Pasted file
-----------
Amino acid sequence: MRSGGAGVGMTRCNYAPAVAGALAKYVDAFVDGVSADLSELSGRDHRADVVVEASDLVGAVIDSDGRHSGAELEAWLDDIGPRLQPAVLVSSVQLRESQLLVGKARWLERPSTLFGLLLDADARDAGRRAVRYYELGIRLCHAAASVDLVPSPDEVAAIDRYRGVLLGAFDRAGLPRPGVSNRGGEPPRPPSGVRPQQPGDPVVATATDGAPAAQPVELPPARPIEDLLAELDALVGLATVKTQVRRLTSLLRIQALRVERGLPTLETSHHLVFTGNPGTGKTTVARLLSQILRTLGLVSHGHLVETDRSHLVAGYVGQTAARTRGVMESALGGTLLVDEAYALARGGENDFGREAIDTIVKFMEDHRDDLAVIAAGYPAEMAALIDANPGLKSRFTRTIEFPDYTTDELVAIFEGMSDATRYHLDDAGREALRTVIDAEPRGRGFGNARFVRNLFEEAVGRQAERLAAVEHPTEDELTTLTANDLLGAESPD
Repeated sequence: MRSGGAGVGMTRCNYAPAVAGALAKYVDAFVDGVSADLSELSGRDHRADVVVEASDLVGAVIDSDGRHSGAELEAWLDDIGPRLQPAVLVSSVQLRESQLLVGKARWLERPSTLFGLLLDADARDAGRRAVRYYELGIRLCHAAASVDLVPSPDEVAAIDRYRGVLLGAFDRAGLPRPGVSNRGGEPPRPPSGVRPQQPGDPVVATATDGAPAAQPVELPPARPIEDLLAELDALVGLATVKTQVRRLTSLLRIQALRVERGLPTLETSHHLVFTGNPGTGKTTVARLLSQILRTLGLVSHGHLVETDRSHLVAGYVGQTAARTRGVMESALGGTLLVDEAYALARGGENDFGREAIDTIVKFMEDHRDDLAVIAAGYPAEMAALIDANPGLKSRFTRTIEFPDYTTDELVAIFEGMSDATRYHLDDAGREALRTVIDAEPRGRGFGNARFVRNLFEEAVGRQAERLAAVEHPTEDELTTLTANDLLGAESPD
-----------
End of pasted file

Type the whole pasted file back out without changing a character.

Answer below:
Amino acid sequence: MRSGGAGVGMTRCNYAPAVAGALAKYVDAFVDGVSADLSELSGRDHRADVVVEASDLVGAVIDSDGRHSGAELEAWLDDIGPRLQPAVLVSSVQLRESQLLVGKARWLERPSTLFGLLLDADARDAGRRAVRYYELGIRLCHAAASVDLVPSPDEVAAIDRYRGVLLGAFDRAGLPRPGVSNRGGEPPRPPSGVRPQQPGDPVVATATDGAPAAQPVELPPARPIEDLLAELDALVGLATVKTQVRRLTSLLRIQALRVERGLPTLETSHHLVFTGNPGTGKTTVARLLSQILRTLGLVSHGHLVETDRSHLVAGYVGQTAARTRGVMESALGGTLLVDEAYALARGGENDFGREAIDTIVKFMEDHRDDLAVIAAGYPAEMAALIDANPGLKSRFTRTIEFPDYTTDELVAIFEGMSDATRYHLDDAGREALRTVIDAEPRGRGFGNARFVRNLFEEAVGRQAERLAAVEHPTEDELTTLTANDLLGAESPD
Repeated sequence: MRSGGAGVGMTRCNYAPAVAGALAKYVDAFVDGVSADLSELSGRDHRADVVVEASDLVGAVIDSDGRHSGAELEAWLDDIGPRLQPAVLVSSVQLRESQLLVGKARWLERPSTLFGLLLDADARDAGRRAVRYYELGIRLCHAAASVDLVPSPDEVAAIDRYRGVLLGAFDRAGLPRPGVSNRGGEPPRPPSGVRPQQPGDPVVATATDGAPAAQPVELPPARPIEDLLAELDALVGLATVKTQVRRLTSLLRIQALRVERGLPTLETSHHLVFTGNPGTGKTTVARLLSQILRTLGLVSHGHLVETDRSHLVAGYVGQTAARTRGVMESALGGTLLVDEAYALARGGENDFGREAIDTIVKFMEDHRDDLAVIAAGYPAEMAALIDANPGLKSRFTRTIEFPDYTTDELVAIFEGMSDATRYHLDDAGREALRTVIDAEPRGRGFGNARFVRNLFEEAVGRQAERLAAVEHPTEDELTTLTANDLLGAESPD